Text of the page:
He accused officials of the PNP of playing politics, which according to him, was the reason behind the decision to replace "a police official who has been doing a good job."

Binay said Gutierrez was sacked after Malacañang issued statements against recent rallies in Makati City’s central business district (CBD).

He said the leadership of the PNP did not even observe the standard practice of informing a local chief executive on the relief of his police chief and the reasons for the same.

"The action is highly irregular, and I’m saying this to emphasize that the supervision and control of local executives over the local police, which though limited, is now being further undermined by the PNP and Malacañang," he said.

Binay said Gutierrez has been doing a good job as Makati police chief.

"He is due to retire in July next year," he said. "Why not give him the courtesy of ending his career as Makati police chief as recognition for his good work for the city and for the image of the PNP?"

The mayor added: "It appears that under the Arroyo regime, being the police chief in a city where the mayor is a critic of an illegitimate ruler is dangerous to one’s career."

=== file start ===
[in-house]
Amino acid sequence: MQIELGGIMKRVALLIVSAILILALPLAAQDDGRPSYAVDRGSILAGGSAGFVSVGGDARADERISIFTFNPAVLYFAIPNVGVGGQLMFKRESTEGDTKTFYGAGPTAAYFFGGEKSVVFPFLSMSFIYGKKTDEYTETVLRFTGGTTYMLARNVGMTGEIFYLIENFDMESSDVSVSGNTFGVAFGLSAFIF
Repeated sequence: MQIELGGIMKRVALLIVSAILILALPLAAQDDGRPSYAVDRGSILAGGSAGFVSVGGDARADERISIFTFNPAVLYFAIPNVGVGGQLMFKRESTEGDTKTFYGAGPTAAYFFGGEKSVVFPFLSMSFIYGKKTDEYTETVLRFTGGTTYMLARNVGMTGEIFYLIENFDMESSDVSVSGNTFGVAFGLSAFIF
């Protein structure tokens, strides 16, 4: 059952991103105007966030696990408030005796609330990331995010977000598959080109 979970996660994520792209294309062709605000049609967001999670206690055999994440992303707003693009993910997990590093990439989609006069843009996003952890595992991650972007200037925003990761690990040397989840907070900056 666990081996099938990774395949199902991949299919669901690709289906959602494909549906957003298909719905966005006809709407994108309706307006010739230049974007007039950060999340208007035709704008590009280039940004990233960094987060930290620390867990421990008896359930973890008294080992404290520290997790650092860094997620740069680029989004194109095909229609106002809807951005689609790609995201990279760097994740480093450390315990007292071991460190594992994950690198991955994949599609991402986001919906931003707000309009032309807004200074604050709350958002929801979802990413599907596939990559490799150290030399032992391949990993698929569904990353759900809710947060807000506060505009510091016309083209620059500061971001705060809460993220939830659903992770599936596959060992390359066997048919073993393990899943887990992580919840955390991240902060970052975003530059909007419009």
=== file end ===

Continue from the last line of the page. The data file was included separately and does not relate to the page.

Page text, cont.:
Gutierrez was relieved by Southern Police District (SPD) chief Wilfredo Garcia last Sunday. Superintendent Efren Ysulat, the deputy police chief, was designated officer-in-charge.

Binay dismissed the claim that Gutierrez was, in fact, promoted by the PNP to deputy director for administration of the SPD.

"Who are they kidding?" he asked, pointing out that what happened to Gutierrez will sow further demoralization among the ranks of professional police officers.

"Rather than encouraging professionalism, the PNP is saying that politics rather than merit will determine one’s career in the police force," he added.

Binay said he is puzzled by the PNP’s decision since it would not affect the city government’s policy toward rallies and demonstrations.

He described Gutierrez as a professional who succeeded in maintaining peace and order during rallies.

Binay noted that rallies in Makati City were peaceful because the police chief had kept the lines of communication open between rally organizers and the MPD.

"I don’t know what Malacañang and the PNP hope to accomplish with this action. On the contrary, they are alienating a large number of professional police officers," he said.

Under Gutierrez, Makati posted the lowest crime rates in Metro Manila. The MPD has also consistently been named the best police station in the country.

The Makati Peace and Order Council (POC), where the Makati police is a member, has also been named several times as the best POC in Metro Manila and in the Philippines.

Gutierrez served as head of operations and the Special Weapons and Tactics (SWAT) unit before being named deputy police chief in 1997 and eventually appointed MPD chief in 2000.

Ysulat, for his part, vowed to do his best in maintaining peace and order in Makati City and to continue Gutierrez’s programs and projects.

Chief News Editor: Sol Jose Vanzi